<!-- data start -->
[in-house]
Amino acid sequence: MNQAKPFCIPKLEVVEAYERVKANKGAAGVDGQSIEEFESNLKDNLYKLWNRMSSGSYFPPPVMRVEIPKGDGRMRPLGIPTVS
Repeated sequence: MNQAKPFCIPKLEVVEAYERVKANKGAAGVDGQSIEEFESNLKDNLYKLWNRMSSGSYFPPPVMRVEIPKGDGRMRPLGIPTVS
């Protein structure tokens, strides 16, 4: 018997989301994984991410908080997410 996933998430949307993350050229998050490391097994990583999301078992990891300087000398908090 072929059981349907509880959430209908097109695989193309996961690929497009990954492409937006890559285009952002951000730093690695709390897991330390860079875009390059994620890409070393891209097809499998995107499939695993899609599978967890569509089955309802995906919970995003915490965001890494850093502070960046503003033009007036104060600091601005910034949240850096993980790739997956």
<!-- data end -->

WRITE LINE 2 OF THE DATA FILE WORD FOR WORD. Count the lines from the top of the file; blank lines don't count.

Amino acid sequence: MNQAKPFCIPKLEVVEAYERVKANKGAAGVDGQSIEEFESNLKDNLYKLWNRMSSGSYFPPPVMRVEIPKGDGRMRPLGIPTVS